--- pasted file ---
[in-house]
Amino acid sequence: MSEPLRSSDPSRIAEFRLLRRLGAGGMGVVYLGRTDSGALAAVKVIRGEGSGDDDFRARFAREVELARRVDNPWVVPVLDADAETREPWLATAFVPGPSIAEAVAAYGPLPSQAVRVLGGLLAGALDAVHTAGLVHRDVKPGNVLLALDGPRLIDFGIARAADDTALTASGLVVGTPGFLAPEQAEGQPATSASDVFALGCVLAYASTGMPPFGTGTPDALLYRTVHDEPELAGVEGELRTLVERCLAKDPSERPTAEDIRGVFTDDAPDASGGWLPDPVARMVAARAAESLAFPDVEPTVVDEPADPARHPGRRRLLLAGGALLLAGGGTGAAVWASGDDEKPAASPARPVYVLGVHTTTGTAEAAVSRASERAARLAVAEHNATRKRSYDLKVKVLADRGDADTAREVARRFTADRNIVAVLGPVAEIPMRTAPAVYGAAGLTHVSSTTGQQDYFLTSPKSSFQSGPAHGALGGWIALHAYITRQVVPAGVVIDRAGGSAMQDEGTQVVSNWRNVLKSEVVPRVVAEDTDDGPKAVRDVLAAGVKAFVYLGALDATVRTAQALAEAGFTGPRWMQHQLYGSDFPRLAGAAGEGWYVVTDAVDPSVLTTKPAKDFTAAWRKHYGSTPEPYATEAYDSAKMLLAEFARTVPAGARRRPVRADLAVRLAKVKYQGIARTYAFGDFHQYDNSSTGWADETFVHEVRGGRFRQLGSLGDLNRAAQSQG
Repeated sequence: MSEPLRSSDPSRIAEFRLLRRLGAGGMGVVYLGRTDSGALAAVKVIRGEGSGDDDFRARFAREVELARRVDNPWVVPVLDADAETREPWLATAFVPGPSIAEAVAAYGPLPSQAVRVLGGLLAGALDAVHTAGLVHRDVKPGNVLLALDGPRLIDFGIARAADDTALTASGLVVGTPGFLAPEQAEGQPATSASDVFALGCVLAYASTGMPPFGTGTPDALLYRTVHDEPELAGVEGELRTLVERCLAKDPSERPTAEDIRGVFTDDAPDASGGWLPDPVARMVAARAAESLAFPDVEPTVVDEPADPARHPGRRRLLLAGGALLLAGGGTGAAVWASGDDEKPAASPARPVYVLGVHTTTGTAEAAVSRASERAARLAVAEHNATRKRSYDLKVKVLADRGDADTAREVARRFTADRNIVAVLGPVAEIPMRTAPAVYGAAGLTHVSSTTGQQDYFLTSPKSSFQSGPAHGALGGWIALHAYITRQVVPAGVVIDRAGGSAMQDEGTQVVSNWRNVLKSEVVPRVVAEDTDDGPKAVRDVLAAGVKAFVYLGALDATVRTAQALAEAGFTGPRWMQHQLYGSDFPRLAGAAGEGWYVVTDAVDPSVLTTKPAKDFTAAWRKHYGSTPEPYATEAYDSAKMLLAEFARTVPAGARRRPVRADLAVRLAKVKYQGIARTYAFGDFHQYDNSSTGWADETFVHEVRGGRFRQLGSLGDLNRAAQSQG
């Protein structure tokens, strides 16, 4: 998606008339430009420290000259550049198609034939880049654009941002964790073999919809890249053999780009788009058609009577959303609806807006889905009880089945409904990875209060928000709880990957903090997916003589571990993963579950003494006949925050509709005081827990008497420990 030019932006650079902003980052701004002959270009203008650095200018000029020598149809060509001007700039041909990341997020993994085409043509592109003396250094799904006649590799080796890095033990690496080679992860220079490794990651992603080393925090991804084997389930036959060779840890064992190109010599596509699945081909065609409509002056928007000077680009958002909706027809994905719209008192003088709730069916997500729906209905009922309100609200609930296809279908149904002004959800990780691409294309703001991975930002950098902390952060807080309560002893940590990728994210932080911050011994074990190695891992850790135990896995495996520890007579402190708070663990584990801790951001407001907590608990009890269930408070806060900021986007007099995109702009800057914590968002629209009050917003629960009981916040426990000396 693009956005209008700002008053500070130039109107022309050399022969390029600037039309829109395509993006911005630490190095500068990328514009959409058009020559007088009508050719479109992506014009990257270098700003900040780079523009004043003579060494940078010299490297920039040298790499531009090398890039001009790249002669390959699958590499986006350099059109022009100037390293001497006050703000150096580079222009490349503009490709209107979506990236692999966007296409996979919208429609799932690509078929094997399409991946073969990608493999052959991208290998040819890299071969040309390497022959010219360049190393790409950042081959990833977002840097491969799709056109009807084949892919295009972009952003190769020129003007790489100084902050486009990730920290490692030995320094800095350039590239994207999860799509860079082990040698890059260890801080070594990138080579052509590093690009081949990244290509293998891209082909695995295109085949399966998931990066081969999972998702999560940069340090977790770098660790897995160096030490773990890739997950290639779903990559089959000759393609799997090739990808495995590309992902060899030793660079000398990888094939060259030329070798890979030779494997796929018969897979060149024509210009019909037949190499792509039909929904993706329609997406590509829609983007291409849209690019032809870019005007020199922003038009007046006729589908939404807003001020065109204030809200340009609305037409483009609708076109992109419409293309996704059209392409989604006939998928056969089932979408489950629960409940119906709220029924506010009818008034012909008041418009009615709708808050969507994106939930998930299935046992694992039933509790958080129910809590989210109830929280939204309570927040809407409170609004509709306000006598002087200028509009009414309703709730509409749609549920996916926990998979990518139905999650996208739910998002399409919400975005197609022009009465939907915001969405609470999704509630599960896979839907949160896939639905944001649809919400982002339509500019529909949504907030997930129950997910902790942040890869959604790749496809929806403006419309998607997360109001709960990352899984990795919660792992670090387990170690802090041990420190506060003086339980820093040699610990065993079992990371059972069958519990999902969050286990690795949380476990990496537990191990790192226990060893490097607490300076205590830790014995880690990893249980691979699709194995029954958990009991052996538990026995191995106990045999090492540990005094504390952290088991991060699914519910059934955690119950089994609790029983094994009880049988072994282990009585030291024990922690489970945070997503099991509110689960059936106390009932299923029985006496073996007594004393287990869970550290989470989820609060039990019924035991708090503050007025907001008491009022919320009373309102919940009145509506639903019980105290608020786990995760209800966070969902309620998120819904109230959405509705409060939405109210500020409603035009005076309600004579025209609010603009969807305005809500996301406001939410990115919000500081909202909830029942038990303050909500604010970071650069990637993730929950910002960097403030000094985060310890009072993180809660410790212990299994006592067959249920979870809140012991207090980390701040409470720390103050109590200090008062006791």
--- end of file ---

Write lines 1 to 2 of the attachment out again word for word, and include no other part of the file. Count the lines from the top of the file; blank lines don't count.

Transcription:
[in-house]
Amino acid sequence: MSEPLRSSDPSRIAEFRLLRRLGAGGMGVVYLGRTDSGALAAVKVIRGEGSGDDDFRARFAREVELARRVDNPWVVPVLDADAETREPWLATAFVPGPSIAEAVAAYGPLPSQAVRVLGGLLAGALDAVHTAGLVHRDVKPGNVLLALDGPRLIDFGIARAADDTALTASGLVVGTPGFLAPEQAEGQPATSASDVFALGCVLAYASTGMPPFGTGTPDALLYRTVHDEPELAGVEGELRTLVERCLAKDPSERPTAEDIRGVFTDDAPDASGGWLPDPVARMVAARAAESLAFPDVEPTVVDEPADPARHPGRRRLLLAGGALLLAGGGTGAAVWASGDDEKPAASPARPVYVLGVHTTTGTAEAAVSRASERAARLAVAEHNATRKRSYDLKVKVLADRGDADTAREVARRFTADRNIVAVLGPVAEIPMRTAPAVYGAAGLTHVSSTTGQQDYFLTSPKSSFQSGPAHGALGGWIALHAYITRQVVPAGVVIDRAGGSAMQDEGTQVVSNWRNVLKSEVVPRVVAEDTDDGPKAVRDVLAAGVKAFVYLGALDATVRTAQALAEAGFTGPRWMQHQLYGSDFPRLAGAAGEGWYVVTDAVDPSVLTTKPAKDFTAAWRKHYGSTPEPYATEAYDSAKMLLAEFARTVPAGARRRPVRADLAVRLAKVKYQGIARTYAFGDFHQYDNSSTGWADETFVHEVRGGRFRQLGSLGDLNRAAQSQG